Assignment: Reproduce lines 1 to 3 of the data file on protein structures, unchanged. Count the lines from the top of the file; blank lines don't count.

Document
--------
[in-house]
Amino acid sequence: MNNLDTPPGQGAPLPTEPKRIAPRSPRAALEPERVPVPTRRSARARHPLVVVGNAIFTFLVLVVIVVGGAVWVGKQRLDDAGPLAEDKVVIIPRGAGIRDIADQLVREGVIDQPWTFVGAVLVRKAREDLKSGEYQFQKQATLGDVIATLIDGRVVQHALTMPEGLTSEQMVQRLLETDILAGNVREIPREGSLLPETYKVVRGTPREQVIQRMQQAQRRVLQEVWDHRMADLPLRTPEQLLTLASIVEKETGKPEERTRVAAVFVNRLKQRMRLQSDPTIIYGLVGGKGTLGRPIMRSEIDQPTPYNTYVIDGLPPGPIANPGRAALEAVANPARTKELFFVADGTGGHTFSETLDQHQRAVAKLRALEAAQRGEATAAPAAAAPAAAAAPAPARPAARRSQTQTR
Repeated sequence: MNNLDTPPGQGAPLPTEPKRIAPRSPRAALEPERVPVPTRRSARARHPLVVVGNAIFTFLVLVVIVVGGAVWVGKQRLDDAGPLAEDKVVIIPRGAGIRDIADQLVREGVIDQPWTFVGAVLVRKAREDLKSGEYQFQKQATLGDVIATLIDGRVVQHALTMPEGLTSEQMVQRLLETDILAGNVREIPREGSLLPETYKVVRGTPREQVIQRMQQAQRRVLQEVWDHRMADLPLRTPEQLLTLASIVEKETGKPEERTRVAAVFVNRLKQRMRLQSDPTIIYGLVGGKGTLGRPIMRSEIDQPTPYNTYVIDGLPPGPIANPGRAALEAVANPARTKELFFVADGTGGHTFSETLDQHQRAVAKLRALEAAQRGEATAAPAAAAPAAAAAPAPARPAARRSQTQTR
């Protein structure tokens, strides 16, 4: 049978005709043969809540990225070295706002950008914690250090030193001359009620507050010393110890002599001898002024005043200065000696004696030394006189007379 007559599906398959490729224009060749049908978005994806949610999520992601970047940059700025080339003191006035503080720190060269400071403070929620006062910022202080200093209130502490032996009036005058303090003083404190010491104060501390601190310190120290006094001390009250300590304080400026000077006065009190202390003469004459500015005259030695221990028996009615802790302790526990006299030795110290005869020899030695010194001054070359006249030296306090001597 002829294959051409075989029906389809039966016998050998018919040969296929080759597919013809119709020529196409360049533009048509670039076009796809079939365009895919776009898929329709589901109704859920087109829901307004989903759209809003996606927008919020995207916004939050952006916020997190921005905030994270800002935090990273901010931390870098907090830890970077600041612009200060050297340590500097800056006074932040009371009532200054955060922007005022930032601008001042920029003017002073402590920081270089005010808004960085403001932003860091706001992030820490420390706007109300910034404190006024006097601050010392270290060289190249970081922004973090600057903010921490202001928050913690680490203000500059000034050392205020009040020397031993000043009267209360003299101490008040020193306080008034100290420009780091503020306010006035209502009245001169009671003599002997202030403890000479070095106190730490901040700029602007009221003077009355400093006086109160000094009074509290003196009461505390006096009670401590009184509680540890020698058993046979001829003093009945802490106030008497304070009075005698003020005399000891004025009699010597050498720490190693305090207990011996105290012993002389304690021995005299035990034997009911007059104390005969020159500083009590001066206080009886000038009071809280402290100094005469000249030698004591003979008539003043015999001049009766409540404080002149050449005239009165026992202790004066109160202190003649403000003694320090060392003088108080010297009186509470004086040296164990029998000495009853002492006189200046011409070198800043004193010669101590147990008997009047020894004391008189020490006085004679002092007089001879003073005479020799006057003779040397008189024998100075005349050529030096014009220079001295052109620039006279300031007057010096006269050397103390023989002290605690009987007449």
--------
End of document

[in-house]
Amino acid sequence: MNNLDTPPGQGAPLPTEPKRIAPRSPRAALEPERVPVPTRRSARARHPLVVVGNAIFTFLVLVVIVVGGAVWVGKQRLDDAGPLAEDKVVIIPRGAGIRDIADQLVREGVIDQPWTFVGAVLVRKAREDLKSGEYQFQKQATLGDVIATLIDGRVVQHALTMPEGLTSEQMVQRLLETDILAGNVREIPREGSLLPETYKVVRGTPREQVIQRMQQAQRRVLQEVWDHRMADLPLRTPEQLLTLASIVEKETGKPEERTRVAAVFVNRLKQRMRLQSDPTIIYGLVGGKGTLGRPIMRSEIDQPTPYNTYVIDGLPPGPIANPGRAALEAVANPARTKELFFVADGTGGHTFSETLDQHQRAVAKLRALEAAQRGEATAAPAAAAPAAAAAPAPARPAARRSQTQTR
Repeated sequence: MNNLDTPPGQGAPLPTEPKRIAPRSPRAALEPERVPVPTRRSARARHPLVVVGNAIFTFLVLVVIVVGGAVWVGKQRLDDAGPLAEDKVVIIPRGAGIRDIADQLVREGVIDQPWTFVGAVLVRKAREDLKSGEYQFQKQATLGDVIATLIDGRVVQHALTMPEGLTSEQMVQRLLETDILAGNVREIPREGSLLPETYKVVRGTPREQVIQRMQQAQRRVLQEVWDHRMADLPLRTPEQLLTLASIVEKETGKPEERTRVAAVFVNRLKQRMRLQSDPTIIYGLVGGKGTLGRPIMRSEIDQPTPYNTYVIDGLPPGPIANPGRAALEAVANPARTKELFFVADGTGGHTFSETLDQHQRAVAKLRALEAAQRGEATAAPAAAAPAAAAAPAPARPAARRSQTQTR